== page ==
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It was late last year when I truly realized the difference between the kind of work I do and the work my father does.

Dad was late for a family dinner, and when he finally arrived, he looked somewhat shaken. After making small talk with relatives, he sat down beside me and quietly, so as not to alarm anyone else, explained how he had narrowly avoided serious injury at the factory that day. He had come close to being struck by a falling steel beam. It wasn't the first time he had escaped injury at work, but this near-miss had obviously gotten to him in a way the others had not.

I told him I knew exactly how he felt. My day had been rough too – I had been unable to get my computer to boot up and had suffered a slight, though surprisingly painful, paper cut on my thumb as a result of having to work with documents. He laughed, though I suspect he was less concerned for my safety at work than I was for his.

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Now, after more than 20 back-breaking years of service to the factory, where his own father worked for more than 35 years before retiring, my dad has been promoted. His new title means less physically demanding labour, increased responsibility, an end to the brutal 12-hour shifts he's been working since he graduated from high school and, for the first time, an office. It also means meetings, committee work, budget drafting, dealing with customers and suppliers and more meetings. In short, it's the closest to wearing a white collar this lifelong factory worker has been since his wedding.

I can imagine it's an abrupt change. He regularly teases me about how "hard" my work as a public-relations writer must be. Until his promotion, he started his shifts 12 hours before they ended, day and night. He has walked the picket line outside the plant as a card-carrying union member in an attempt to improve working conditions and, later in his career, been locked into it as a manager in an attempt to keep things running. He has the scars to prove how hard, and dangerous, work can be.

These examples are not unique to my father. Almost all of the men on both sides of our family tree are or were manual labourers. Auto workers, farmers, tradesmen of all kinds. Several put their time in at the same plant as my father and grandfather. They labour with their hands, and not in the way I can only jokingly claim to (you need hands to type!).

Nor are they unique to my family. Countless numbers of men and women devote their lives to building things, fixing things, putting shovel to dirt and hammer to nail. Manufacturing may have taken a massive hit over the last number of years, but for many it continues to be the source of their livelihood.

Not so for me, which is the source of great frustration and the trigger for much soul-searching. I'm supposed to be a part of what is called the "creative class," the group that heralds the North America-wide workplace evolution from manufacturing to creativity, from making things to adding value to things made elsewhere, from working with raw materials to working with ideas.

But the concept that this work is as important, as necessary or valuable to the economy, is something I've always had difficulty accepting. I write for a living. I plan strategies for using social media to connect with audiences. Sometimes I take photographs and edit video. In stark contrast, my grandfathers couldn't always be sure of making it home from the plant in one piece.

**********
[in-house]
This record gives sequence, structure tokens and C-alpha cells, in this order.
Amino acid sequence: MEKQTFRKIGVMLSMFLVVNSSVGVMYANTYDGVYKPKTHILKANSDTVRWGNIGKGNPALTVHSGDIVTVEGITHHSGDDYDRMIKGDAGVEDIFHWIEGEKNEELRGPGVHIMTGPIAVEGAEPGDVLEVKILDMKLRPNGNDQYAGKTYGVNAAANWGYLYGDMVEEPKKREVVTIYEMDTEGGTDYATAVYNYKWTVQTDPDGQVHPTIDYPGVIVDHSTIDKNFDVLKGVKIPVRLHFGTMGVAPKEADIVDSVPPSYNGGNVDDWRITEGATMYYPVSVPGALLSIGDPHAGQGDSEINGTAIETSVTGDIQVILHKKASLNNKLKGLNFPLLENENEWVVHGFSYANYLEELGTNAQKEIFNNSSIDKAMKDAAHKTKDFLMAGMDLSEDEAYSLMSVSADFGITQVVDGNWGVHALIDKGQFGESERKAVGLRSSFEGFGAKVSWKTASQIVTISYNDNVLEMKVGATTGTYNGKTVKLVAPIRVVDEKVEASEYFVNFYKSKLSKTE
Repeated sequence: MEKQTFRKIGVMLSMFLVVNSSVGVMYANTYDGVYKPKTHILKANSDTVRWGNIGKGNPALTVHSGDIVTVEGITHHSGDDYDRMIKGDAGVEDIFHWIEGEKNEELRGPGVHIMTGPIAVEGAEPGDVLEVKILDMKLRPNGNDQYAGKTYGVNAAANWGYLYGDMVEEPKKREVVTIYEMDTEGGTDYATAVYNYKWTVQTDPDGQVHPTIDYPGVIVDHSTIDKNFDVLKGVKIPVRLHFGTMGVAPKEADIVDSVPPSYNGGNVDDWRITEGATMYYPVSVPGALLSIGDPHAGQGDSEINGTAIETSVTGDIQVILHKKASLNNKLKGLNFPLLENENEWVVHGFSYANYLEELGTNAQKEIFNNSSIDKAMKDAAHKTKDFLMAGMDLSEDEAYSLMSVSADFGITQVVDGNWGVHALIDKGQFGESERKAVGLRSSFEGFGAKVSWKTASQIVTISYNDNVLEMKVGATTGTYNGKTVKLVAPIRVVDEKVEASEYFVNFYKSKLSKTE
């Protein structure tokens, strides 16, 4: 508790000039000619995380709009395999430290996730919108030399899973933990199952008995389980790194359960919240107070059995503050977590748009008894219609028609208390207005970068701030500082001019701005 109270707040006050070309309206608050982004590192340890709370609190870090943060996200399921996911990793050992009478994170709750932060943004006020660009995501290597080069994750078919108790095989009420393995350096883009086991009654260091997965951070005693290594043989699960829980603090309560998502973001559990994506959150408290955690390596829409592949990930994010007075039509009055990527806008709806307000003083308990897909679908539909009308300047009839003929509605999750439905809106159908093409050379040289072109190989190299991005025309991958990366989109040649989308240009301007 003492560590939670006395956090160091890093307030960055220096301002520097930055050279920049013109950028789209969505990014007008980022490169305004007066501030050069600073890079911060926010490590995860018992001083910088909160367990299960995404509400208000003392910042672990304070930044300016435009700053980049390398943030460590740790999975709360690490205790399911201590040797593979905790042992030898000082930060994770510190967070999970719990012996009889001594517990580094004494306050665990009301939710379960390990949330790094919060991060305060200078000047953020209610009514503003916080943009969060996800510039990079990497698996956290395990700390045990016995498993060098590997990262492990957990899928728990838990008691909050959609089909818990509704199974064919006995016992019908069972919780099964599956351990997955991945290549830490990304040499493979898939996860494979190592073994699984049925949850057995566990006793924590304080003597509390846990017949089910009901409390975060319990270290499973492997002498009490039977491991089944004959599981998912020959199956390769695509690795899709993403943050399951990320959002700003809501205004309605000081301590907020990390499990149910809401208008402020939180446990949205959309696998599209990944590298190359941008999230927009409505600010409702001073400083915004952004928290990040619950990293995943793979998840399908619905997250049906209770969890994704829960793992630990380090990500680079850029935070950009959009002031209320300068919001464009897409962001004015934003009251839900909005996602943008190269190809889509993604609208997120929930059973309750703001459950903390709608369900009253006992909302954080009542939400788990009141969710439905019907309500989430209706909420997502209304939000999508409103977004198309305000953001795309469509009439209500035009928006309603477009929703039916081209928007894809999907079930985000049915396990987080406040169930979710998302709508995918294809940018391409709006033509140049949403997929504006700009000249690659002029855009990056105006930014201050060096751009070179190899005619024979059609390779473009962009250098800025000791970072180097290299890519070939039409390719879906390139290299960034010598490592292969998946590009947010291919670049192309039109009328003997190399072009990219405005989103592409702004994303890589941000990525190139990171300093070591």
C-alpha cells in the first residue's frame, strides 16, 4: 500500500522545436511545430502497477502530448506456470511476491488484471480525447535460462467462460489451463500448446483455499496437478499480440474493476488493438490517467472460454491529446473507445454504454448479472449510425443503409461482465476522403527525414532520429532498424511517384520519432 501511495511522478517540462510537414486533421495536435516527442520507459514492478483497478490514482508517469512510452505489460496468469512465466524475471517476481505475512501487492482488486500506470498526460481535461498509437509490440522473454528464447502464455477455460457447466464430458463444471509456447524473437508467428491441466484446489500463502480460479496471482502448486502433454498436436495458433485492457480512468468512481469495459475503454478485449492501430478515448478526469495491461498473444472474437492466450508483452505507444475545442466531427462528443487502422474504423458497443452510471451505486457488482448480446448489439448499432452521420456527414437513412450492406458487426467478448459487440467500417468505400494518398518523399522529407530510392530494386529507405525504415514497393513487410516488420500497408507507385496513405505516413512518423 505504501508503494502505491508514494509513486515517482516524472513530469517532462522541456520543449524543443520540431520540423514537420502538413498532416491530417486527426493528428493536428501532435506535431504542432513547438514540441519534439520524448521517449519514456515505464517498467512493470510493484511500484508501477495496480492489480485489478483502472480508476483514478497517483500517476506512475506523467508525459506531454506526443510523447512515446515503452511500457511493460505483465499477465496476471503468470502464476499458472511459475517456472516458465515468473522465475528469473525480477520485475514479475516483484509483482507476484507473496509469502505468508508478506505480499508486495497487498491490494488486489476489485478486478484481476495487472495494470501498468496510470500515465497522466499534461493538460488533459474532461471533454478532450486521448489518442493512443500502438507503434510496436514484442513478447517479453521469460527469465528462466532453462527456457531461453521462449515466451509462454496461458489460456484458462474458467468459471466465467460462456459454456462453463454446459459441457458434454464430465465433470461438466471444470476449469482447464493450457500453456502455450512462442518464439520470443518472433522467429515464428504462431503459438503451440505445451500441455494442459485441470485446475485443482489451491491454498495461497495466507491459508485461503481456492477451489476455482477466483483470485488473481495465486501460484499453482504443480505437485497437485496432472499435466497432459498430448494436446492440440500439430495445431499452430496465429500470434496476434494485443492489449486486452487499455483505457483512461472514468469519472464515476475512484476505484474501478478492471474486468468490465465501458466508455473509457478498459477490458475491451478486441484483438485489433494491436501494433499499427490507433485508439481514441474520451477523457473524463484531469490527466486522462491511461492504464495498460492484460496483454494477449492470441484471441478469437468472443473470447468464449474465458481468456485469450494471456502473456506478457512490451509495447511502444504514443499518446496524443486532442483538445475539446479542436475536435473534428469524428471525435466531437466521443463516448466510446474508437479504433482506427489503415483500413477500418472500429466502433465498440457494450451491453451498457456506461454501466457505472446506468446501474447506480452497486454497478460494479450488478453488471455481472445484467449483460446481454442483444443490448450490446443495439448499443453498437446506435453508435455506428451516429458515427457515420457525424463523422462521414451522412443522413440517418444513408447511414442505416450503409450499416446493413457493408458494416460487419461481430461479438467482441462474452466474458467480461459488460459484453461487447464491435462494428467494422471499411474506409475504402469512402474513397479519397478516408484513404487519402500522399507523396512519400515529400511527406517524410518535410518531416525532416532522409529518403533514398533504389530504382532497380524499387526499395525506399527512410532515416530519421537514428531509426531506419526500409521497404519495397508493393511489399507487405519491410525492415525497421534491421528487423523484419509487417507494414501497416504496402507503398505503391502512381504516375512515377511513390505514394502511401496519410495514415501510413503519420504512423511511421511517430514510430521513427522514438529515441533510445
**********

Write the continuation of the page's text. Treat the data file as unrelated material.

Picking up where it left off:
It leaves me wondering: How do I, a twentysomething, white-collar creative worker, reconcile my profession with my blue-collar background? How do I come to terms with the fact that I am an intrinsically different type of worker than those who came before me, who built this country from the ground up? How do I rationalize my role in the economy, in society and, most importantly, in my family?

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It's a struggle I believe is not uncommon. I envision young professionals brought up in former logging towns, mining communities and manufacturing centres like my hometown of Hamilton, in many cases the first in their families to go to university or college, struggling to understand the importance of what they do – wondering if it's at all possible to call what they do "work," knowing that their lives at the office are nothing compared to those spent on the shop floor.

Or perhaps not. Maybe my internal battle between collar-wearing demons is simply a result of being someone who's paid to use his imagination. A quick glimpse through the history books shows that work has never been static, moving from hunting and gathering to agriculture to the industrial revolution to whatever is next. My generation happens to be on the cusp of whatever is next, and that can't be helped.

At least, that's what I tell my father. The ribbing has subsided somewhat since he joined the ranks of the pencil pushers (something he will, under no circumstances, ever admit to being). He still claims his work is harder and more dangerous than mine, which is partly true, but it's an increasingly difficult argument to make the more time he spends in an office chair.

Thank goodness for that. Much more pressure from him and I might have to go out and get a "real" job. And I'm not cut out for that.



Matt Terry lives in Hamilton.

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